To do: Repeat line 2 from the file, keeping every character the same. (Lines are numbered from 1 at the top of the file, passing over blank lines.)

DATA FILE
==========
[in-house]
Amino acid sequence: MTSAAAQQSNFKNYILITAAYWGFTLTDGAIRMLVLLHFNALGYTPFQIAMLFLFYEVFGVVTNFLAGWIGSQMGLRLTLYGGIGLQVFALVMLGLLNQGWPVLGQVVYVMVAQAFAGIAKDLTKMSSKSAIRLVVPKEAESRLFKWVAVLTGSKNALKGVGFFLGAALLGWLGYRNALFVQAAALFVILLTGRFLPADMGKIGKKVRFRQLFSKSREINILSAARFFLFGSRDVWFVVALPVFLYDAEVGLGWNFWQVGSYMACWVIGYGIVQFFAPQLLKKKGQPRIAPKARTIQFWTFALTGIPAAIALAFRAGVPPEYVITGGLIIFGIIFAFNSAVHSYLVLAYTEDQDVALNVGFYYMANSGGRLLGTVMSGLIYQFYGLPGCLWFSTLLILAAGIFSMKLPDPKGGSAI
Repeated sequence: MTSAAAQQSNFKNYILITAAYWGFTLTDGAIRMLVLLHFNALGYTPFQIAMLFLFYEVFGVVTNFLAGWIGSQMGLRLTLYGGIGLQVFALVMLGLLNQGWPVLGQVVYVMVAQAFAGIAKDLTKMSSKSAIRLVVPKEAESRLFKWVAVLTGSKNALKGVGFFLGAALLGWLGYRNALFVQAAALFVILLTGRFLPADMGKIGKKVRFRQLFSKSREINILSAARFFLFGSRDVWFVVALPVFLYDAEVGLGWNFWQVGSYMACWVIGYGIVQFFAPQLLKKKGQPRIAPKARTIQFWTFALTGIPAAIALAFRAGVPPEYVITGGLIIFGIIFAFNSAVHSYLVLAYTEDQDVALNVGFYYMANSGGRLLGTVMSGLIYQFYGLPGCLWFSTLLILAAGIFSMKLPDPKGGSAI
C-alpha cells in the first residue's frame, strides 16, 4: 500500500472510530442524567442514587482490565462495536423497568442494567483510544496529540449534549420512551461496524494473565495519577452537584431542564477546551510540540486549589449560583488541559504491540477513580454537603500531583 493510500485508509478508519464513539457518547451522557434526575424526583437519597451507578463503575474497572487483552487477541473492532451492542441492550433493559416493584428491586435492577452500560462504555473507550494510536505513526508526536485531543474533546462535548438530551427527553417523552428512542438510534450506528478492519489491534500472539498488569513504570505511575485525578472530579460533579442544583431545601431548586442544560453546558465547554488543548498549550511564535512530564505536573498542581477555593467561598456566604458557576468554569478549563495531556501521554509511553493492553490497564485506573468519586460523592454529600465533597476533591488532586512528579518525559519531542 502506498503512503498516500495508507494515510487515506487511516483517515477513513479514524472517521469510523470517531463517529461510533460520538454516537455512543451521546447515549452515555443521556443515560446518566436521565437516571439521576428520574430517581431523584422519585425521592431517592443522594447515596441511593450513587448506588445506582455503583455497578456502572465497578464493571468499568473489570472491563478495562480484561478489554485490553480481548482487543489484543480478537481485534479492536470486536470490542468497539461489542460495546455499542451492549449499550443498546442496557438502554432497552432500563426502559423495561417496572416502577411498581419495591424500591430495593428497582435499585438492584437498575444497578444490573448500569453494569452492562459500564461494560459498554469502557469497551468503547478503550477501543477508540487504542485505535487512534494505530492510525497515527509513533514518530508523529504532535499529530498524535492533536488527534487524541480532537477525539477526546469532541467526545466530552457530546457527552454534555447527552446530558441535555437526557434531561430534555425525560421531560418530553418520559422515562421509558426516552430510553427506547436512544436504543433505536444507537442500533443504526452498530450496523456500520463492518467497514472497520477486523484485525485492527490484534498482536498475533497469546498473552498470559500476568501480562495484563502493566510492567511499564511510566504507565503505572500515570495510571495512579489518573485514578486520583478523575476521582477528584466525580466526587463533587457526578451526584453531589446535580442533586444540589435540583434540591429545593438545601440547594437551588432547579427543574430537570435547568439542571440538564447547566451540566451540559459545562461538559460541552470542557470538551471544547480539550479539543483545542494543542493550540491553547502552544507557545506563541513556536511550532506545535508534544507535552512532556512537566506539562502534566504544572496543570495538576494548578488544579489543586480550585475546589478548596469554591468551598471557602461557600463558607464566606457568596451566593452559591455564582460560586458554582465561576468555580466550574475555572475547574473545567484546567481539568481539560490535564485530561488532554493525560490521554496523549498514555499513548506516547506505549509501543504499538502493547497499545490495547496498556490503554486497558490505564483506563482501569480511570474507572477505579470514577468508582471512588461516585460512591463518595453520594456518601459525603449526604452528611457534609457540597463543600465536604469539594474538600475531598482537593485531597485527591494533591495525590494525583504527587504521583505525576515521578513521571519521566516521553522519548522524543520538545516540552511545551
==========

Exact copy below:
Amino acid sequence: MTSAAAQQSNFKNYILITAAYWGFTLTDGAIRMLVLLHFNALGYTPFQIAMLFLFYEVFGVVTNFLAGWIGSQMGLRLTLYGGIGLQVFALVMLGLLNQGWPVLGQVVYVMVAQAFAGIAKDLTKMSSKSAIRLVVPKEAESRLFKWVAVLTGSKNALKGVGFFLGAALLGWLGYRNALFVQAAALFVILLTGRFLPADMGKIGKKVRFRQLFSKSREINILSAARFFLFGSRDVWFVVALPVFLYDAEVGLGWNFWQVGSYMACWVIGYGIVQFFAPQLLKKKGQPRIAPKARTIQFWTFALTGIPAAIALAFRAGVPPEYVITGGLIIFGIIFAFNSAVHSYLVLAYTEDQDVALNVGFYYMANSGGRLLGTVMSGLIYQFYGLPGCLWFSTLLILAAGIFSMKLPDPKGGSAI